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Eating Alone by Li-Young Lee

I’ve pulled the last of the year’s young onions.
The garden is bare now.  The ground is cold,
brown and old.  What is left of the day flames
in the maples at the corner of my
eye.  I turn, a cardinal vanishes.
By the cellar door, I wash the onions,
then drink from the icy metal spigot.

Once, years back, I walked beside my father
among the windfall pears.  I can’t recall
our words.  We may have strolled in silence.  But
I still see him bend that way-left hand braced
on knee, creaky-to lift and hold to my
eye a rotten pear.  In it, a hornet
spun crazily, glazed in slow, glistening juice.

It was my father I saw this morning
waving to me from the trees.  I almost
called to him, until I came close enough
to see the shovel, leaning where I had
left it, in the flickering, deep green shade.

White rice steaming, almost done.  Sweet green peas
fried in onions.  Shrimp braised in sesame
oil and garlic.  And my own loneliness.
What more could I, a young man, want.



Persimmons have always been a staple autumn and winter fruit for me. There are two kinds, a more opaque colored one with a shape of mochi and a flat bottom and  a more translucent, deeper colored one with long oval shape and pointed bottom.  New York Times and other blogs are calling them by their Japanese names, the first Fuyu and the second Hachiya.  I know them as the one my mother loved, more readily available and therefore cheaper, referred to as regular persimmons; the other one my mother never purchased for me, the one we called yeon shi, meaning the soft persimmon.  She purchased it only one at a time, reserved for the baby cousin visiting us for Korean Thanksgiving.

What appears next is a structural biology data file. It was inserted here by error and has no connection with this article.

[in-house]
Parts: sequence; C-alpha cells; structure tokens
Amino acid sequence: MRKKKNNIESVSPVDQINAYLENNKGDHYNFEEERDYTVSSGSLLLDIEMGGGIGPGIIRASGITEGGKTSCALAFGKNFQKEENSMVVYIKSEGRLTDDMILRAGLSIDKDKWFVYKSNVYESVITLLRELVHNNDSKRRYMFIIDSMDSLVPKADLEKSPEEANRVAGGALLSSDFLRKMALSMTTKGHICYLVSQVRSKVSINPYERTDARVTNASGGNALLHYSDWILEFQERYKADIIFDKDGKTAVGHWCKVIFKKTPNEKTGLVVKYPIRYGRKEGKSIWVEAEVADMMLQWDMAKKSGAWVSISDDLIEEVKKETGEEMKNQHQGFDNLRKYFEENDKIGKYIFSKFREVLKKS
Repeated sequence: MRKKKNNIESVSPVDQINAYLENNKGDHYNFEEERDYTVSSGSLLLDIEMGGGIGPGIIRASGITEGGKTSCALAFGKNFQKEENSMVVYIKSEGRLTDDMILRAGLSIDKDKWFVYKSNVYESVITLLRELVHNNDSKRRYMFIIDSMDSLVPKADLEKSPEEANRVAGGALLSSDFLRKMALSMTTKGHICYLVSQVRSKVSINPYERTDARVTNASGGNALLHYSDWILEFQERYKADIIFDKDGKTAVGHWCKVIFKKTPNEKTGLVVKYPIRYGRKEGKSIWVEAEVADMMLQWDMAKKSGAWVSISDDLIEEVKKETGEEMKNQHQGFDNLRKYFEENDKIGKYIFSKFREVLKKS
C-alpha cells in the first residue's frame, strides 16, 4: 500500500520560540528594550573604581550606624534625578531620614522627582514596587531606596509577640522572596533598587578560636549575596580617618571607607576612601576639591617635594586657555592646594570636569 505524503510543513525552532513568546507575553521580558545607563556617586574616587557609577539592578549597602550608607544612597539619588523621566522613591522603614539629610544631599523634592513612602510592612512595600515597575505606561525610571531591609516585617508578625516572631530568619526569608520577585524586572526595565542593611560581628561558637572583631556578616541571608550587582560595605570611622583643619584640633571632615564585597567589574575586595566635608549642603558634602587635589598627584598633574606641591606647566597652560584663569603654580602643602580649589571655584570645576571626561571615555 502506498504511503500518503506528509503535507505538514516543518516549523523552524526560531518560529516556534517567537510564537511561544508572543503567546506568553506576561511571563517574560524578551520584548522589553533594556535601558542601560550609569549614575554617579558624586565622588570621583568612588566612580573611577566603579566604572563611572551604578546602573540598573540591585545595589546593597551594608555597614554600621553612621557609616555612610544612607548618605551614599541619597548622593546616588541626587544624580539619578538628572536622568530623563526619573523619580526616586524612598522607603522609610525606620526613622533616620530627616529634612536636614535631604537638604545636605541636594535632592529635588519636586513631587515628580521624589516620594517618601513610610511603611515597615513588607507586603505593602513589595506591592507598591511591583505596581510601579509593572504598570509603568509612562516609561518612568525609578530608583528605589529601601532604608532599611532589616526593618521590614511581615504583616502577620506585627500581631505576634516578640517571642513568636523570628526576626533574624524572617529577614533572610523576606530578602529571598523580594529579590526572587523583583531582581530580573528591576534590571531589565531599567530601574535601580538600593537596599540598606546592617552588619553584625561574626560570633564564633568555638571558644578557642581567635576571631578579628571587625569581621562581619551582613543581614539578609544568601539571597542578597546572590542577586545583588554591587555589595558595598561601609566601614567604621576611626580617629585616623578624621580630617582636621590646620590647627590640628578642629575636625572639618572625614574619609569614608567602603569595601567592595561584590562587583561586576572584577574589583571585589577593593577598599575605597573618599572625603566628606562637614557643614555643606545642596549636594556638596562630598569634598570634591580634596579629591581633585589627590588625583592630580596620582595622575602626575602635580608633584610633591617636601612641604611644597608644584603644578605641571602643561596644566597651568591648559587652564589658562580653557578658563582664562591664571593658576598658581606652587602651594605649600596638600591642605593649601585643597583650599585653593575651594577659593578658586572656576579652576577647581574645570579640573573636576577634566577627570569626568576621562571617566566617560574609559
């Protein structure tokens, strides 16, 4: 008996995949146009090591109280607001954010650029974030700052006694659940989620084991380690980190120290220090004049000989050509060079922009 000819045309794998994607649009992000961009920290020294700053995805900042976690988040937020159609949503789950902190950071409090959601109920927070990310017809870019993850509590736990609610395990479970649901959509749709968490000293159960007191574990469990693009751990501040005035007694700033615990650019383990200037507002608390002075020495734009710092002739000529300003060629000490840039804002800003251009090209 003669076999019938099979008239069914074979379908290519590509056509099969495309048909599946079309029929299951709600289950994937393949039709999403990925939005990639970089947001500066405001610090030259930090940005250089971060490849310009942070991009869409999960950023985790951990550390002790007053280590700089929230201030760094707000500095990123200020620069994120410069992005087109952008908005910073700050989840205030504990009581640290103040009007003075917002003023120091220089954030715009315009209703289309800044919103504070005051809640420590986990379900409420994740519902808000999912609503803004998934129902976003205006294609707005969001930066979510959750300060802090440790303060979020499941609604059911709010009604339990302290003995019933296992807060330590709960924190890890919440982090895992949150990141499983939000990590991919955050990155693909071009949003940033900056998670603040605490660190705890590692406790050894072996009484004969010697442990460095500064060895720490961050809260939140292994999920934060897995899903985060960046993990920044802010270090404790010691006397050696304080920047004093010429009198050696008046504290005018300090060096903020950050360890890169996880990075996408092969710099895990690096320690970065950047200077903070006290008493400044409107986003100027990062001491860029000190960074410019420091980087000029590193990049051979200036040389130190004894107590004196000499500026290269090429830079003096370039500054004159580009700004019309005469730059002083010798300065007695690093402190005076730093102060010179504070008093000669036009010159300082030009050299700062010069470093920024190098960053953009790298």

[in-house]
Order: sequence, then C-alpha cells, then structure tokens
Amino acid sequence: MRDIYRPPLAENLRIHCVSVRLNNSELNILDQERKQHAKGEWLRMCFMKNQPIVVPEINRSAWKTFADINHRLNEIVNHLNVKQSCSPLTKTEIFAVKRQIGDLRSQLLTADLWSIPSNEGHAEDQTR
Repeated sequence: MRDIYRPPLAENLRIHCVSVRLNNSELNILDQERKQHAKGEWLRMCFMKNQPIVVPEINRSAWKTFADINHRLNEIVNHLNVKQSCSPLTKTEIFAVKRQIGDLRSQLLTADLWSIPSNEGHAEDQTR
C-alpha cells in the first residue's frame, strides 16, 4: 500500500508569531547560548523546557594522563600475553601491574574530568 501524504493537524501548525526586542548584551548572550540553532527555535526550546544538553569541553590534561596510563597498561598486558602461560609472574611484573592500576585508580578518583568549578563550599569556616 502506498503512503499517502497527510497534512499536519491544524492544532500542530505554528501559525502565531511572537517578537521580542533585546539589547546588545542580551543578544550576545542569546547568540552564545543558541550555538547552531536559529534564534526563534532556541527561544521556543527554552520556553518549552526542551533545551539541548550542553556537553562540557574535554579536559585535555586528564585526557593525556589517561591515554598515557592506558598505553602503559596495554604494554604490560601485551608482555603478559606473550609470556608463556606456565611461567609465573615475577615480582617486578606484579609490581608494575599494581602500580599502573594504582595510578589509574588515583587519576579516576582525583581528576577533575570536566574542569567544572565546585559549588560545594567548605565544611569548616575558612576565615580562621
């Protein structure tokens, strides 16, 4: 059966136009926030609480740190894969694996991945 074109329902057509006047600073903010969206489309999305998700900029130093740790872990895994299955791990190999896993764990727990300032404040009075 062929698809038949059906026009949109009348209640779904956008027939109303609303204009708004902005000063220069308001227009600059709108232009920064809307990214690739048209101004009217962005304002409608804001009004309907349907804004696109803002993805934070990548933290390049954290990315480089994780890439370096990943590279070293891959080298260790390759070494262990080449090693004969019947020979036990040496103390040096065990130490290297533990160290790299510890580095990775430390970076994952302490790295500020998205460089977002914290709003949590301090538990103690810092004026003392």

NY Times picture of Fuyu persimmon

NY Times picture of Fuyu persimmon

Tea and Cookies blog picture of Hachiya

Tea and Cookies blog picture of Hachiya

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The Clean Plater by Ogden Nash

Some singers sing of ladies’ eyes,
And some of ladies lips,
Refined ones praise their ladylike ways,
And course ones hymn their hips.
The Oxford Book of English Verse
Is lush with lyrics tender;
A poet, I guess, is more or less
Preoccupied with gender.
Yet I, though custom call me crude,
Prefer to sing in praise of food.
Yes, food,
Just any old kind of food.

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I like pasta!

I’ve always preferred rice over any type of noodles or pasta, but I’ve grown quite fond of pasta lately.  For a recent pasta tasting, I had to do some reading on pasta and ended up really hooked on it.  My favorite way to eat pasta is to saute some garlic in olive oil, add al dente pasta in it, grate some parmigiano reggiano, add a few drops of good balsamic vinegar, toss the whole thing with Halen Mon salt and pepper.  Simple and lovely…sigh.

Anyway, if you want to learn more about pasta, I highly recommend Pasta: the Story of a Universal Food by Silvano Serventi and Françoise Sabban:


The book is divided into a longer part on western pasta followed by a shorter part on Chinese noodles.  It focuses mostly on the history of it all but doesn’t fail to include fun factoids like, Casanova had such a tasty pasta dish and was so satiated that he could not perform the act of love.  Yeah, that is all it comes down to for me to judge a book, fun factoids.  Keeps things lively. Continue reading